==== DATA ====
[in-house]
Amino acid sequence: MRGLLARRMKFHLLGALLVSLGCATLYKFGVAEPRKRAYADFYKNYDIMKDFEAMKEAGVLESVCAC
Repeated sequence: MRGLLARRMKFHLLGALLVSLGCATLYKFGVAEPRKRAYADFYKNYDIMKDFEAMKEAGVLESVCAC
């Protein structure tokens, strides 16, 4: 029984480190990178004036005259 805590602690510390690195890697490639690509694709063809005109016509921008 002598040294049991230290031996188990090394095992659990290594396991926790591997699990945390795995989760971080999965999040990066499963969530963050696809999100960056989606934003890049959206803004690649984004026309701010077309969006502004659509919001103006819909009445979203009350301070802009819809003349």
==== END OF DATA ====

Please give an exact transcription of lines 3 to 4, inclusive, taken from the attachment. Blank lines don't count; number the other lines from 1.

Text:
Repeated sequence: MRGLLARRMKFHLLGALLVSLGCATLYKFGVAEPRKRAYADFYKNYDIMKDFEAMKEAGVLESVCAC
């Protein structure tokens, strides 16, 4: 029984480190990178004036005259 805590602690510390690195890697490639690509694709063809005109016509921008 002598040294049991230290031996188990090394095992659990290594396991926790591997699990945390795995989760971080999965999040990066499963969530963050696809999100960056989606934003890049959206803004690649984004026309701010077309969006502004659509919001103006819909009445979203009350301070802009819809003349």